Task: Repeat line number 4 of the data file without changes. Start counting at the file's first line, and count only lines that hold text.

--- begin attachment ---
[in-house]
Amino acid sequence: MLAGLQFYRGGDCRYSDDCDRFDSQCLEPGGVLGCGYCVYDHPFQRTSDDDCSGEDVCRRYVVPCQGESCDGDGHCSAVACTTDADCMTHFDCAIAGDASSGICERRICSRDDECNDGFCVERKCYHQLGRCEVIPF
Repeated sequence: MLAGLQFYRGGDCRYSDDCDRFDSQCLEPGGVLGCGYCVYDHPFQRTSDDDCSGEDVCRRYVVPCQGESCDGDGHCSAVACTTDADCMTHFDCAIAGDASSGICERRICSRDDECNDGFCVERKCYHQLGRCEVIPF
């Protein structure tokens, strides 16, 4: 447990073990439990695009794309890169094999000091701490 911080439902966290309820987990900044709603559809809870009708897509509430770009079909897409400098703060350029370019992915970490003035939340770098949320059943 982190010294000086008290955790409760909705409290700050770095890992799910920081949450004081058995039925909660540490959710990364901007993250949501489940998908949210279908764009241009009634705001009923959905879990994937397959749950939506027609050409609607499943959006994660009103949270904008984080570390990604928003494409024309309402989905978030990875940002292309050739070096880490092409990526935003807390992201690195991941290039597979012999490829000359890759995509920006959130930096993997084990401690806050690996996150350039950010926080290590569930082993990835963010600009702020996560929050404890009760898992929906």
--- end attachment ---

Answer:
């Protein structure tokens, strides 16, 4: 447990073990439990695009794309890169094999000091701490 911080439902966290309820987990900044709603559809809870009708897509509430770009079909897409400098703060350029370019992915970490003035939340770098949320059943 982190010294000086008290955790409760909705409290700050770095890992799910920081949450004081058995039925909660540490959710990364901007993250949501489940998908949210279908764009241009009634705001009923959905879990994937397959749950939506027609050409609607499943959006994660009103949270904008984080570390990604928003494409024309309402989905978030990875940002292309050739070096880490092409990526935003807390992201690195991941290039597979012999490829000359890759995509920006959130930096993997084990401690806050690996996150350039950010926080290590569930082993990835963010600009702020996560929050404890009760898992929906």